Boxing was taken by ex-PTI 'Jumper' Cross, who had been middleweight champion of the Navy and who, if you ask me, rather enjoyed giving the prettier boys a helping hand with the vaulting-horse ('Over you go, little 'ornsby') and inviting them to box him as hard as they could amidships. No harm done, I think. At that age you take things in your stride, and we were all in love, in any case, with Virginia Mayo and Gloria Grahame. That said, PTI 'Jumper' Cross picked quite the wrong sparring partner in Grafftey-Smith.

'Right, Mr Grafftey-Smith, Sir,' said 'Jumper' Cross, up on his toes and dancing round the gym in an exaggerated Ali-shuffle. ' 'it me, Sir] 'It me anywhere you like] 'It me 'ere in the bread-basket, Sir - gor strewth bloody hell]'

Grafftey-Smith had levelled 'Jumper' Cross with a bolo punch that would have knocked a police horse bandy. I'd seen enough. I palled up on the spot with Grafftey- Smith, and thereafter, we double-teamed older boys behind the cycle shed and ran into library, where we took the prefects' trousers down and toasted them like muffins in front of the fire.

'They weren't expecting that,' I said to the assembled company at Scribes, noticing, out of the corner of my eye, that Isabelle, who wants me to be Comus, was breathing somewhat irregularly and moving backwards and forwards in her seat. 'What's the matter with her?' I said.

'She likes the bullying,' said Frank. 'Boys suspended upside down like muffins on a fork. No doubt she enjoyed a private education. So, you only toasted a few prefects?'

'Of course,' I said. 'No fun victimising a doe-eyed junior half your size.

What could be funnier than this, however? You corner a swell, who, by keeping his nose clean and empowered by some medieval statute, has just acquired the privilege, on Hatch Thoke, of walking on the grass in Foricus Court, and, having packed him in a laundry-skip - leave it out, Isabelle - you toboggan him down a stairwell.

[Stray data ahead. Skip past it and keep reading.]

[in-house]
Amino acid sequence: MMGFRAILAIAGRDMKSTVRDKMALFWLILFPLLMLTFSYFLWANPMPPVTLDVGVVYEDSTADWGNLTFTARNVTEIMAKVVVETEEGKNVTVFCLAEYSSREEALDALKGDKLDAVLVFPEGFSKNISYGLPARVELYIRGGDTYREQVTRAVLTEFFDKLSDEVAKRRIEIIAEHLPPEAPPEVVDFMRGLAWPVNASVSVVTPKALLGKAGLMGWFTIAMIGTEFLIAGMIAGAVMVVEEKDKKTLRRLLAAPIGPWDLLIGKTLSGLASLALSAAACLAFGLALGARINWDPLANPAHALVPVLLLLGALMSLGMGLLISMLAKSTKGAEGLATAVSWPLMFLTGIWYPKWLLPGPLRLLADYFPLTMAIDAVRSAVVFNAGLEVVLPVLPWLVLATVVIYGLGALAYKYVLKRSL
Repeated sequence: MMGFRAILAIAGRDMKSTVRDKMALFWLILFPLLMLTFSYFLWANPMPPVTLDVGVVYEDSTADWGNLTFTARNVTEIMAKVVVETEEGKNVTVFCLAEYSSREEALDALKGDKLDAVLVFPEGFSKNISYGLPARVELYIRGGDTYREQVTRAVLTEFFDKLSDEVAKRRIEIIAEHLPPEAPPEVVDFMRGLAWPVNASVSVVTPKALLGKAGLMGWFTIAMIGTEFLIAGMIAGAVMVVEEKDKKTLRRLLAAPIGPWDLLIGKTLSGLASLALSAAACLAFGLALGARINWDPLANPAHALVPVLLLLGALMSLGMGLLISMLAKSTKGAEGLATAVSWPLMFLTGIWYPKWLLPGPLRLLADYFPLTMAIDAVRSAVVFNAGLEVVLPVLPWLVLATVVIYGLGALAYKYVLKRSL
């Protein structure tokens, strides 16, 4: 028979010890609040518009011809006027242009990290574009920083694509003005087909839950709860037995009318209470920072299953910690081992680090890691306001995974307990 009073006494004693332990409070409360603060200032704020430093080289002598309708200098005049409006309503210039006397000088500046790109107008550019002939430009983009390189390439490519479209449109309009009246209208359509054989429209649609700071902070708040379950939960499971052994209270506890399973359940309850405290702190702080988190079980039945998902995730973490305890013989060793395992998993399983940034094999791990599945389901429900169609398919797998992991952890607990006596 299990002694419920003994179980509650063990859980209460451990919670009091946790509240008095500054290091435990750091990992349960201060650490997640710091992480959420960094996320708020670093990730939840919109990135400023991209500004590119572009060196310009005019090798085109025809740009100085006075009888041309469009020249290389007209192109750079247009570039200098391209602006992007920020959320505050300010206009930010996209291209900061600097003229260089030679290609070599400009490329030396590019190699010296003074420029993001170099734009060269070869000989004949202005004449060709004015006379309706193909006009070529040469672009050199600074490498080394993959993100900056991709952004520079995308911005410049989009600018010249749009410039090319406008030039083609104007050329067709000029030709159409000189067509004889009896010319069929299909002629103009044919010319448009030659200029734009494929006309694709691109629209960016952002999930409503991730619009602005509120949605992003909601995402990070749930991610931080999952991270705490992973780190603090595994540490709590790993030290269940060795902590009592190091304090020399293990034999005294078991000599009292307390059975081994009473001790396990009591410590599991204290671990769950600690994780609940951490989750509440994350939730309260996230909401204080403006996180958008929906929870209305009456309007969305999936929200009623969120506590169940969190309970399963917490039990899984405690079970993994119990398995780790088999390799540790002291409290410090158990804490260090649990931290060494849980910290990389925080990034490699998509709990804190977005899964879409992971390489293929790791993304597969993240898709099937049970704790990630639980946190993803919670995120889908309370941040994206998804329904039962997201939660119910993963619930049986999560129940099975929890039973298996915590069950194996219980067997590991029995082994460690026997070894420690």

'His brain drops out, you see; order, hierarchy, regularity - none of it will ever make sense again. At best, he'll acquire a sense of humour, wearing a red nose and participating in a skit for Comic Relief; at worst, he'll become a self- dramatising wimp, playing the cello and, when love fails, parading his grief in public. I, on the other hand, having been a bully . . .'

'Can we go home?' said Isabelle. 'Please.'

How could she be so insensitive? Couldn't she see that I was in mourning for my baby still? That, a year and a half on, I dreamt continuously of her witty infidelities, her insolent unconcern; still missed her small schemes and nursery tears, her little calculations.

'Oh my God, I miss her so]' I cried. 'How could she have done it? I'll take a terrible revenge, I'll do such things, I'll . . .'

'Your shout, Buttons,' said Frank.

'Button,' I said.

'Of course. Button. Anything you say. Pardon me for breathing.'

Frank went to Radley, of course.